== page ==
Life Support Issues/Life Support

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Question
Hi Betsy, I am wondering how long a patient can be left on life support? I am concerned that if left on too long the lungs will become dependent on the respirator and not ever be able to function on their own again. Thank you for any help you can provide.

Jane

Answer
Hello Jane,

Life support takes over the work of breathing to allow time for the patient to recover from their acute condition.  It is intended to be short term with an eye on weaning the patient from life support as soon as possible.

The success of life support seems to depend on the patient's ability to recover. Some patients with end stage lung disease seem to go on life support a number of times before their lungs fail, causing their heart and kidneys to fail also. So patients can die while on life support. Some patients are dying when they go on life support.  They may have terminal cancer, a stroke, pneumonia etc. which is not easily reversible. Some family member recognize in time that the patient's dying is prolonged, rather than their living. They decide to withdraw the artificial ventilation and allow their loved on to die naturally.

I am trying now to answer your question of how long a patient can be left on life support. A young and vigorous person may do better on life support for a longer time than an elderly person. In my experience, the more unsuccessful attempts to wean the person from life support, the less likely they will survive. It may  not be so much that the lungs become dependent on life support.  Instead, the patient has other organs that are failing (heart, kidney), and the failure of these organs is causing them to grown weaker and more debilitated.

In some very ill patients, life support is started with a possible termination date in the future. Life support is withdrawn when it becomes apparent that the patients is continuing to decline and there is little benefit from life support.

Since I don't really know the specifics of your loved ones situation, I am providing you with some broad concepts here. Remember that my area of expertise is hospice care, so the life support patients I have been involved with were universally terminally ill. If your loved one has a life limiting illness, it would be helpful to seek consultation with a Palliative Care physician at the hospital. This physician could provide you with an estimate of your loved ones' ability to survive. Please write again if you need additional information or I have not adequately answered your question.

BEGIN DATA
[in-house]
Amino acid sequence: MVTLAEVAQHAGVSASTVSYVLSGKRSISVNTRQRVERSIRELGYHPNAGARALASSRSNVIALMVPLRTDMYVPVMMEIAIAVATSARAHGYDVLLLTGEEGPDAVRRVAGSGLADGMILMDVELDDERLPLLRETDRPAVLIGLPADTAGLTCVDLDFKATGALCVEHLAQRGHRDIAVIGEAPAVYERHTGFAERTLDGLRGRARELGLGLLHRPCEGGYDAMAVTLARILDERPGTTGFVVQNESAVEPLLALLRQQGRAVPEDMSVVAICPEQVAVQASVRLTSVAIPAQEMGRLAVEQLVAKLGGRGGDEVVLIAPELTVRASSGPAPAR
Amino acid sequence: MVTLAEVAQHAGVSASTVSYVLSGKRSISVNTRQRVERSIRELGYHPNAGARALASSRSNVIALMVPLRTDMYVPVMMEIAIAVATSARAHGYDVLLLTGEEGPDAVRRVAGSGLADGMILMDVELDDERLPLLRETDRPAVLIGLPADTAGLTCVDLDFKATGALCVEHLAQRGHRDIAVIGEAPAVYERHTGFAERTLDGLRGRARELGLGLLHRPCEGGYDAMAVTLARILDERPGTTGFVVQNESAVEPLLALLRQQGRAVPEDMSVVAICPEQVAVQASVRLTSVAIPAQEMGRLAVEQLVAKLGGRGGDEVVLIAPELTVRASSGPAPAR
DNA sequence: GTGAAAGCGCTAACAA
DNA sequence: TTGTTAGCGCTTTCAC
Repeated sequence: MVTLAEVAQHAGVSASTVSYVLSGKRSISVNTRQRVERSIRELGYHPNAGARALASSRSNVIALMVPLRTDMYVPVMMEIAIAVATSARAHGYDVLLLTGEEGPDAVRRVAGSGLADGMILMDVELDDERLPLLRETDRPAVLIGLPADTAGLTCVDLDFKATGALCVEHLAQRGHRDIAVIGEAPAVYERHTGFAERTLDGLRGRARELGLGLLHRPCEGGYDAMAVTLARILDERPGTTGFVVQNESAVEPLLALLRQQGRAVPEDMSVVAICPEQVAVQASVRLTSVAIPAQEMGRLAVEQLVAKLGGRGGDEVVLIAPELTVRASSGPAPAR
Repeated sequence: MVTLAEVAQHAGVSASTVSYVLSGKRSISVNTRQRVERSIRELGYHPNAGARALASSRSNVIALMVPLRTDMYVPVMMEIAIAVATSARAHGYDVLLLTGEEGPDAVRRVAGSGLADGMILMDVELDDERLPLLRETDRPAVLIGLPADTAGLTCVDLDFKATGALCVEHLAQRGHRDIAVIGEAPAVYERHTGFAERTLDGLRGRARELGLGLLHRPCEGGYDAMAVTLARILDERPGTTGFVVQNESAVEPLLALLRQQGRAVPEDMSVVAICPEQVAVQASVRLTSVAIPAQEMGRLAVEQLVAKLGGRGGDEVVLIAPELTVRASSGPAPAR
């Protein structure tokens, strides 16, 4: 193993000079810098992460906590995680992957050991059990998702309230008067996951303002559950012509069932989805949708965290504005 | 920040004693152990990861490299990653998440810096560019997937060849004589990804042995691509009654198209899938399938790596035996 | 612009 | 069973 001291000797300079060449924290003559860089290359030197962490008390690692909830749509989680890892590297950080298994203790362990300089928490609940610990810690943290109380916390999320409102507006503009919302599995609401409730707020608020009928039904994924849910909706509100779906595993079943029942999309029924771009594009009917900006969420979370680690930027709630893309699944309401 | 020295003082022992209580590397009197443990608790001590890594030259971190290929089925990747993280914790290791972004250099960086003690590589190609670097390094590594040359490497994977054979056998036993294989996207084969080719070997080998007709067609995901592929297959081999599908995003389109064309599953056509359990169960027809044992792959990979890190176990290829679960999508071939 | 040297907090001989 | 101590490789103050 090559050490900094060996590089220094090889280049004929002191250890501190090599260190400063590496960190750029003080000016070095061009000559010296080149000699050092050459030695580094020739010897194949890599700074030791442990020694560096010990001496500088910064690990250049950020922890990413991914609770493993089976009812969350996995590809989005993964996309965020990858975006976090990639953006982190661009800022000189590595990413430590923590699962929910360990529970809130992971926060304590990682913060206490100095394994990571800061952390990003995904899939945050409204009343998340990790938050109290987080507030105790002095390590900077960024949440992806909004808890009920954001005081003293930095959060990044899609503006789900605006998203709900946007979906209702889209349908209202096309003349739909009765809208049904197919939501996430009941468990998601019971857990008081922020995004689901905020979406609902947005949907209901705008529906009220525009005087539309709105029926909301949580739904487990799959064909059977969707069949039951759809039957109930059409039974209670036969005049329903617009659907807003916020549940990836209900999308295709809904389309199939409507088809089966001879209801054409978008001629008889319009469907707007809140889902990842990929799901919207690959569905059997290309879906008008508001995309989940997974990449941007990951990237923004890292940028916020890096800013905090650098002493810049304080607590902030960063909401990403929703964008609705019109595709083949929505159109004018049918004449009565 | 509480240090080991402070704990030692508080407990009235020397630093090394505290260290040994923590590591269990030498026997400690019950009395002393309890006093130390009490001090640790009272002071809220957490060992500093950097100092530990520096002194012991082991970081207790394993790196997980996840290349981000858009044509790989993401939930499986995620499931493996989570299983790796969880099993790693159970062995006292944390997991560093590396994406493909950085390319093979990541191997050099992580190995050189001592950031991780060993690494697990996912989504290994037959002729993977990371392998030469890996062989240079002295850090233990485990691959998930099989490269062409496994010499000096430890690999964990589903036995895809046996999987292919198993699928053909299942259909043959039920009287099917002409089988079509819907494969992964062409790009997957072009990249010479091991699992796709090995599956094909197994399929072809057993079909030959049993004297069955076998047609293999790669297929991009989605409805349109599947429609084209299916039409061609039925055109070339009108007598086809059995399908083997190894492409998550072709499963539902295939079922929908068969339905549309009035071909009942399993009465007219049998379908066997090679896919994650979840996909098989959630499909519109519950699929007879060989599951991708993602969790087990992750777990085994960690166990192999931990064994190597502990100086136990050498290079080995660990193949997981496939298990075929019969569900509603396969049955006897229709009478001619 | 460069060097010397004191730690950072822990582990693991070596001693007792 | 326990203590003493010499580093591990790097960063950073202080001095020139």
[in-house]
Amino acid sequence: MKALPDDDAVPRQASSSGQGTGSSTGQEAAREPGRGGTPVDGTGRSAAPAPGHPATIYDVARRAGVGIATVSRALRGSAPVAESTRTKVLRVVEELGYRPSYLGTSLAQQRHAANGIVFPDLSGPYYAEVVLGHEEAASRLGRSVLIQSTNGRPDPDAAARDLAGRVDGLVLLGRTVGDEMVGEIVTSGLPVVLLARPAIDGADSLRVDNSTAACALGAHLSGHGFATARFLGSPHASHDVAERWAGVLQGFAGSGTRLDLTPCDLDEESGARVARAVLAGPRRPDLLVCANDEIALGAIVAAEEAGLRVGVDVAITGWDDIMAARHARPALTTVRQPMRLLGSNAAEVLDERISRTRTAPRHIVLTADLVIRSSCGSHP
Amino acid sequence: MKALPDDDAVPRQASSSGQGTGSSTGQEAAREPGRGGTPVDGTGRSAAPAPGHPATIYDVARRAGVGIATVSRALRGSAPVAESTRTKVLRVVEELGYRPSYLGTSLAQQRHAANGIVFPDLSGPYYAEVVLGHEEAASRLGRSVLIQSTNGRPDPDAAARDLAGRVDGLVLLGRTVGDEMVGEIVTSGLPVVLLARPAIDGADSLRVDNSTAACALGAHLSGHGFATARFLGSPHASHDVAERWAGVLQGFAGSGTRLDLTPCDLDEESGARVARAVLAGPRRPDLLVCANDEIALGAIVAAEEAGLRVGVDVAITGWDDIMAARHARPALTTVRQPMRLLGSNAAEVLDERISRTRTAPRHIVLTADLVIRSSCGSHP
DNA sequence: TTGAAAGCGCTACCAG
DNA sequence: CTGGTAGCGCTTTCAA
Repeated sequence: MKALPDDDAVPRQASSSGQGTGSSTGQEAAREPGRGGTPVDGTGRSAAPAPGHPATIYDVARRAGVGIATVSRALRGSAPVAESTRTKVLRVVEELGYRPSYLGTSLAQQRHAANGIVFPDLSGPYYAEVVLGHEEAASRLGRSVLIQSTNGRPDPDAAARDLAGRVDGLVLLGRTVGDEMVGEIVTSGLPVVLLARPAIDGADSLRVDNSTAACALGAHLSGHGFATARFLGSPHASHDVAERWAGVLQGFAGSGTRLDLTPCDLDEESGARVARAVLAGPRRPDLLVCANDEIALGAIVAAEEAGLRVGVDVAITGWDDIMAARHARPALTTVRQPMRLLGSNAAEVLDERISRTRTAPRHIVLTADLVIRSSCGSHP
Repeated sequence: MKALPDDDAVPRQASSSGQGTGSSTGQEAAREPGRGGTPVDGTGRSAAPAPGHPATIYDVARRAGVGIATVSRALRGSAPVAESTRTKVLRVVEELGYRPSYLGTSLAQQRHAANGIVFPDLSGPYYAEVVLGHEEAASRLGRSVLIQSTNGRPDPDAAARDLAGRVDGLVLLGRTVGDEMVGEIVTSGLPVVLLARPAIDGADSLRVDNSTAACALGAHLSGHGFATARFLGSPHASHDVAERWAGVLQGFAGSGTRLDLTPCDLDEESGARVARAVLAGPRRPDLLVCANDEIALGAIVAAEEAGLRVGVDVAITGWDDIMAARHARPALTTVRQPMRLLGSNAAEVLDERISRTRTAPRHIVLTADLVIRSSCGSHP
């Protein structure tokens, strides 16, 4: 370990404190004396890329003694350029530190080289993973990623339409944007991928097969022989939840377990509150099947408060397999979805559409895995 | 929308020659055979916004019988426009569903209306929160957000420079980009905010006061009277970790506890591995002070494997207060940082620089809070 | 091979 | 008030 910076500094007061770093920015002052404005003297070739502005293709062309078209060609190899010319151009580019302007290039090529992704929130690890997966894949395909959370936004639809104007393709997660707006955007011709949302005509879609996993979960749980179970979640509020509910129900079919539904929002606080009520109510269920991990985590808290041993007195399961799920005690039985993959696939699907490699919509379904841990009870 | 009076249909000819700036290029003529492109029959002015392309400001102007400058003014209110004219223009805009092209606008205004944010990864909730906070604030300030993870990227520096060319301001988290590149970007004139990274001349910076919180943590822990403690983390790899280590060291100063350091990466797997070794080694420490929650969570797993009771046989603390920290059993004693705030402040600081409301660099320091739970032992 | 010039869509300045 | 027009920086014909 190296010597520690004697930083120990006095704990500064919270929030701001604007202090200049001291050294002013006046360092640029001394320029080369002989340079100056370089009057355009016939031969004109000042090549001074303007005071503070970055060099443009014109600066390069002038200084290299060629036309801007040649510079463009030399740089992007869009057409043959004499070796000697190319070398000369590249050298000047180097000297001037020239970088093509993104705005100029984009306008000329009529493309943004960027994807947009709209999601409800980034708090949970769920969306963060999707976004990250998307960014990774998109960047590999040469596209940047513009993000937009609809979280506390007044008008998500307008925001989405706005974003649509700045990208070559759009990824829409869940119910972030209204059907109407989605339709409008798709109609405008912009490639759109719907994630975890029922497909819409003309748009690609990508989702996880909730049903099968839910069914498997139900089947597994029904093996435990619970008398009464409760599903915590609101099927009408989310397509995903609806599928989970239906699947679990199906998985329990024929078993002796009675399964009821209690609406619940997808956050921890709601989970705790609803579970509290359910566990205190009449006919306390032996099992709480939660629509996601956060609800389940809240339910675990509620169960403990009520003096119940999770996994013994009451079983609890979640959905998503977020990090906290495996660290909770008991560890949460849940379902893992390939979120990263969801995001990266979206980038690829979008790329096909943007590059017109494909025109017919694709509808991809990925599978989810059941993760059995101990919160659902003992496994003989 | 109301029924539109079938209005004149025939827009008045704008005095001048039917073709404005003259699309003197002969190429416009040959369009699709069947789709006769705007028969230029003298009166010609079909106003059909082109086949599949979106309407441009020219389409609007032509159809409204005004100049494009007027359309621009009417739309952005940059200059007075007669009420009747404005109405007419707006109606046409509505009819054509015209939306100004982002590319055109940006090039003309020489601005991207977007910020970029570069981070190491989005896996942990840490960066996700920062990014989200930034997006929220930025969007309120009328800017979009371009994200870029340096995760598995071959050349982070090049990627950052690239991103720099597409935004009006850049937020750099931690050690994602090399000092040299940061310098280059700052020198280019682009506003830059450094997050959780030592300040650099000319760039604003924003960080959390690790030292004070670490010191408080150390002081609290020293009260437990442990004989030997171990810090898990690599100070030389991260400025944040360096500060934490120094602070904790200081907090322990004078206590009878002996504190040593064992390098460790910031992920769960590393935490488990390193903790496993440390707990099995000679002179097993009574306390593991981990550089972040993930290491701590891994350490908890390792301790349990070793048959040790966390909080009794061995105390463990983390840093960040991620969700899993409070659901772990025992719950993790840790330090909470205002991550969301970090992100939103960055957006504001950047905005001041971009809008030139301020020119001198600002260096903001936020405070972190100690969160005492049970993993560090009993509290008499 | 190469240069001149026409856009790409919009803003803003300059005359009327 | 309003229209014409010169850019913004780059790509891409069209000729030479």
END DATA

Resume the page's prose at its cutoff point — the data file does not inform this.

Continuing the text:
Life Support Issues

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Betsy Murphy

Expertise

My expertise is in end of life care for adults. Identifying when someone is approaching the end of their life. Benefits and burdens of end of life treatments. Managing pain and other symptoms. Providing care for dying patients at home. Advocating for someone who is dying in a hospital or nursing home.

Experience

More than 28 years of experience in hospice care. Currently consulting with hospices to promote access for patients to receive hospice care earlier in the course of their illness. Betsy provides training for hospice marketing staff to effectively work with nursing facilities to help identify eligible patients. She writes Additional Development Request (ADR) letters to Medicare to help hospices get paid for their services and to avoid future claim denials.

Organizations
Hospice and Palliative Nurses Association

Publications
Articles: Clinical Reviews, Advance for Nurses, Nursing Spectrum, Washington Business Woman, www.Ezine.com;www.alz-nca.com.Books: Understanding Medical-Surgical Nursing (FA Davis and Company), Guide to Caregiving in the Final Months of Life (TM Brown publishers).

Education/Credentials
Bachelors of Science in Nursing, additionally trained as a Family Nurse Practitioner and certified as a hospice and palliative care nurse.

Awards and Honors
Outstanding Woman in Loudoun County (VA) by Loudoun County Commission on Women 1997 and 2002.

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